‘The Breakfast Club’ is the latest must-stop show for candidates

Your Thursday news roundup

July 18, 2019
Category: Newsletters

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July 18, 2019

Good Thursday. The debate rages on about President Donald Trump and his tweets, and a former Poynter leader gives his thoughts later in this newsletter. But let’s start somewhere completely different today.

The most important spiel of the day

‘The Breakfast Club’ has become a valuable stop for Democratic candidates.

Once upon a time, if you were running for president, you went around the country, shook hands and kissed babies. When it came to television, you might appear on “60 Minutes” or do a sit-down with Barbara Walters.

Then came 1992 and Bill Clinton’s appearance on “The Arsenio Hall Show.” Clinton wore sunglasses and played the sax. That changed everything. Since then, presidential nominees have become regular guests on late-night talk shows and even “Saturday Night Live” skits. That trend of appearing on non-traditional news shows now includes “The View,” which The New York Times recently called “the most important political TV show in America.

Add another must-stop on the campaign trail. It’s “The Breakfast Club,” a nationally syndicated radio show out of New York that is simulcast on the Revolt TV network. The show is hosted by Charlamagne tha God, Angela Yee and DJ Envy.

The Washington Post’s Bethonie Butler wrote about the show, pointing out its “brash hosts and irate rappers” and calling it a “valued stop for Democratic candidates.”

Former Barack Obama adviser Joshua DuBois told Butler, “‘The Breakfast Club’ is like ‘Morning Joe’ for the hip-hop era. It is the place that people in the know, in the culture, go to find out what’s relevant — from what people are listening to and watching to what issues are on the minds of African American young people.”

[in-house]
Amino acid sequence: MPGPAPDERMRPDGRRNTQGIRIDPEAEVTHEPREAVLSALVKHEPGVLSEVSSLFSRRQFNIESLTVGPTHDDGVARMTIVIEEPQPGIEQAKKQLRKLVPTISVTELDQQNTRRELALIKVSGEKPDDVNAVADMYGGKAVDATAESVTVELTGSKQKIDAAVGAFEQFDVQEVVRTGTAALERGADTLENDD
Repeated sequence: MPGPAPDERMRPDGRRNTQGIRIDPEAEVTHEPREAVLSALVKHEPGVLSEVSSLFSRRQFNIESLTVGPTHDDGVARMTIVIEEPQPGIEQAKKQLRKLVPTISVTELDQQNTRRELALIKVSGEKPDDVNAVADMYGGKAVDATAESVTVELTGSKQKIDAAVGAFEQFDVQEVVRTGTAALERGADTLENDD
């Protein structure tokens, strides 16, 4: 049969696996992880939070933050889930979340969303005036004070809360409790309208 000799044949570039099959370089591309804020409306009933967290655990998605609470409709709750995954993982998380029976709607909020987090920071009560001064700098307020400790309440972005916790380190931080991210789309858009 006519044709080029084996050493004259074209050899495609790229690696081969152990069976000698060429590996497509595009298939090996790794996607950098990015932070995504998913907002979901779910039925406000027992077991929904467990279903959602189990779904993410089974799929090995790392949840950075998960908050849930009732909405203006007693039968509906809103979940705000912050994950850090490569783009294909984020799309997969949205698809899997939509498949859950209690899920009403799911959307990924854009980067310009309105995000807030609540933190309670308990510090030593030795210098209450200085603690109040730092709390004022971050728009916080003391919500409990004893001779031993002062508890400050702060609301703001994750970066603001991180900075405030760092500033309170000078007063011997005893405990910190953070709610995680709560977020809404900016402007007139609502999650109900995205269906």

Candidate Kamala Harris has appeared three times, and the show also has welcomed Pete Buttigieg, Elizabeth Warren, Bernie Sanders and Cory Booker. Expect more appearances in the future from all as long as they stay in the race.

Be sure to check out Butler’s excellent profile of the show and its impact.

CBS continues its must-see TV run


Gwen Carr — the mother of Eric Garner, who died in police custody five years ago — was interviewed Wednesday on “CBS This Morning.” (Photo courtesy of CBS News)

It has been an eventful week for CBS News. The network launched its new evening newscast with anchor Norah O’Donnell on Monday — to strong reviews, I might add. O’Donnell did Wednesday evening’s broadcast from McAllen, Texas — home to the country’s largest migrant processing facility. While inside the center, she said, “It’s hard to look away. No doubt there’s a crisis, and today we met those at the center of it.”

“CBS This Morning” also has had a strong week. On Wednesday, it had an exclusive interview with the four congresswomen of color who were the targets of a Twitter attack by President Trump.

Also on Wednesday, the morning show sat down with Gwen Carr — the mother of Eric Garner, who died five years ago after being put in a chokehold by a police officer while being arrested for allegedly selling illegal cigarettes in Staten Island. Federal prosecutors decided this week to not charge the officer.